When Julie Levey, 18, started Princeton in the fall, her roommates were her three younger siblings and parents.
Talking about her experience with Jewish life “on campus,” Levey was tempted to stay positive, grateful. She wanted to describe a paradise of Jewish learning, prayer and community, to say it’s been everything she had hoped for her college experience. But that wouldn’t be the whole truth.
“I think it would be dishonest of me to color this perfect picture of campus Jewish life in the fall,” said Levey, who spent her fall semester living at home. “I felt like there was an emotional disconnect between me and the other first-years, and the rest of the community.”
Since the pandemic closed college campuses a year ago this week, Jewish students have had to make the most of a non-traditional experience. For the new class of freshmen, many of whom had never stepped foot on campus, the school year presented unprecedented challenges.
Levey stressed that while Hillel administrators and older student leaders were “extremely welcoming,” going above and beyond despite the difficult circumstances, “it’s really, really hard to feel like you’re connected to the heart of a community before you’ve actually met the people in person.”
Levey’s case is somewhat unique in that she didn’t have a choice whether to return to campus: Her university made that choice for her, announcing last summer that almost no students would be allowed to return for the fall. At most colleges across the country, Jewish students may have been physically present, but amid COVID-19 outbreaks sending students to “isolation dorms” and arrival quarantines coinciding with the High Holidays, Hillels saw a year like no other. Some directors said they’ve managed to make the most of it.
“It’s not the same,” said Rabbi Jonah Zinn, the Hillel director at the University of Florida. But students have been on campus since late August, he said, and the warm weather has allowed consistent gatherings outdoors, both for larger events like Shabbat meals and in smaller groups for the Jewish Learning Fellowship.
“When you look at this year, the stresses that all human beings are under are profound, and that certainly affects the way people experience life,” Zinn said. “Students are no different. It’s hard to separate that out.”
Hillels have made it a priority to work with their host universities to fill the gaps of students’ needs, whether that’s through “Tender Loving Covid” care packages for quarantined students, like at the University of Maryland, or “wellness checks” with thousands of students at the University of Wisconsin-Madison.
“We need to pivot very quickly,” said Greg Steinberger, the Hillel director at UW-Madison. “In the fall, sometimes someone would register for a Shabbat meal and on Friday morning, they would tell us, ‘I’ve just moved into a quarantine dorm.’” A lot of the gruntwork of providing for Jewish students in the fall semester, Steinberger said, was arranging those Shabbat and holiday meals for pick-up — and being ready to deliver them to the student’s door if and when circumstances changed.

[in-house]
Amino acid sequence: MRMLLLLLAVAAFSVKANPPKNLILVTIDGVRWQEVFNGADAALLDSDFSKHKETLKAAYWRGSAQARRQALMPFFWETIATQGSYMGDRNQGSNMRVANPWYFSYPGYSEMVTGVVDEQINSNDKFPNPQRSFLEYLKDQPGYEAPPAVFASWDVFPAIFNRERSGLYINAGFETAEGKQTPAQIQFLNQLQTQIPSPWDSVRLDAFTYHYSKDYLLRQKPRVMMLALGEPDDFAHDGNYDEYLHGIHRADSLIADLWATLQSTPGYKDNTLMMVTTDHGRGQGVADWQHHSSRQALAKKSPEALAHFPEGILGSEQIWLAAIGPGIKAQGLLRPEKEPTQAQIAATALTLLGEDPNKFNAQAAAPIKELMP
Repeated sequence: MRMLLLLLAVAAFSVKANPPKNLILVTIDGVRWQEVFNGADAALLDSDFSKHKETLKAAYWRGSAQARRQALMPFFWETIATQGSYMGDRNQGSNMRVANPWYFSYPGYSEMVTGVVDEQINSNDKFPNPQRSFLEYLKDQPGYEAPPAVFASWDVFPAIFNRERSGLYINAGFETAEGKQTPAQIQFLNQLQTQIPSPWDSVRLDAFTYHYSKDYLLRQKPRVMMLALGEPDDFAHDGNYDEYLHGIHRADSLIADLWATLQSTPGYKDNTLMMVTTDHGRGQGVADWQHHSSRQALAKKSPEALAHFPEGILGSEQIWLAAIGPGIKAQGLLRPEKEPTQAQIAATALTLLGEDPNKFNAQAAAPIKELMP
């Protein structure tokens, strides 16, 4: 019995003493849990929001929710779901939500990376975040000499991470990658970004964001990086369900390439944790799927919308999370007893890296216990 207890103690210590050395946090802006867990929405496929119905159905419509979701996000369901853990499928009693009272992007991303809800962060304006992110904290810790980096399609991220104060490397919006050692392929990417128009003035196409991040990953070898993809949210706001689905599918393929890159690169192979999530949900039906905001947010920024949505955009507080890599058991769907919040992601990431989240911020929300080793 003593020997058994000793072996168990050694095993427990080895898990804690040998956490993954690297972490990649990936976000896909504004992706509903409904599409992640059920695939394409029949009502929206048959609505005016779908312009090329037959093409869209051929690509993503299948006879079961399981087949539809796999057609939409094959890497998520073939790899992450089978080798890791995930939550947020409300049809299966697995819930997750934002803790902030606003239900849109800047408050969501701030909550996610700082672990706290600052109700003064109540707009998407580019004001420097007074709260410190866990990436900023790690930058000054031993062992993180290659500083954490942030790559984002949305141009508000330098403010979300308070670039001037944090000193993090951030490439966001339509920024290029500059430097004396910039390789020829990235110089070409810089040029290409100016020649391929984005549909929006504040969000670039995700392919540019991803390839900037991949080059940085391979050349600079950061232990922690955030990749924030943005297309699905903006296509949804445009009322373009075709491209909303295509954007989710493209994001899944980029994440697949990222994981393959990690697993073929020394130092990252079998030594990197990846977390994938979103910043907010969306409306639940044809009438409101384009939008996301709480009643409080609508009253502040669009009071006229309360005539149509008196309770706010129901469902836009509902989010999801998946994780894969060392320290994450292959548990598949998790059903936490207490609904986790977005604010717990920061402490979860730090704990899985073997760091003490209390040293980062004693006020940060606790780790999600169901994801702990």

For the Yom Kippur break-fast, as students were housed in special self-isolation dorms, “it all had to happen on the fly, in real emergency time,” Steinberger recalled. “That’s sort of been our attitude: problem solving.”
‘Out of earshot of my mother and father’
Alec Kane, 19, a freshman at the University of Virginia who’s spending his freshman year in his Philadelphia childhood home, knows that “UVA has been trying their best, but no one’s perfect.” His college invited students to live in dorms, but he didn’t feel comfortable doing so, with good reason: Late last month, the campus saw a “severe outbreak” of the virus.
Kane attends virtual classes, Hillel get-togethers and game nights. (“They haven’t really done services online, but that’s okay.”) He’s joined AEPi, a Jewish fraternity on campus. “It wasn’t always easy, because on Zoom only one person can talk at a time, so it’s kind of hard to hold these meet-and-greets.”
It’s not quite the archetypical college, fraternity experience.
“These events are known for being lewd, but I’m right out of earshot of my mother and father, so it’s probably not the best place to do something like that,” Kane said. “But the frat was more than accommodating. It was basically like any other Zoom I’ve been on, well-organized, respectful.”
Without ever stepping foot in the AEPi house, he’s a member. And before ever laying eyes on Princeton’s campus as a student, Madeleine LeBeau, 19, while living with her parents in Virginia, became the co-president of the Reform student group.
The Hillel, she said, “was one of the first communities on campus that I was really in, that really made me feel connected to the school even though I wasn’t actually at the school.”
Since arriving — metaphorically — to campus, LeBeau has led High Holiday services, joined the Hillel student board, began sending out a weekly newsletter for Reform students and attended weekly Zoom Shabbat services. Her Jewish life in the fall semester was rich and meaningful, if virtual. And now, as the college invited all students to live in dorms for the spring, the aspiring cantor is finally meeting all the friends she made online in-person.
For Levey, the act of finally walking into the Hillel building — masked and distanced — and recognizing faces previously only seen via screen meant everything.
“Recognizing so many people and knowing their names, and having them recognize me, it’s just monumental,” she said. “That’s the type of thing that would have seemed normal a little while ago, but to me, that was a pretty big deal.”
Meet the Jewish freshmen who started college in quarantine dorms or childhood bedrooms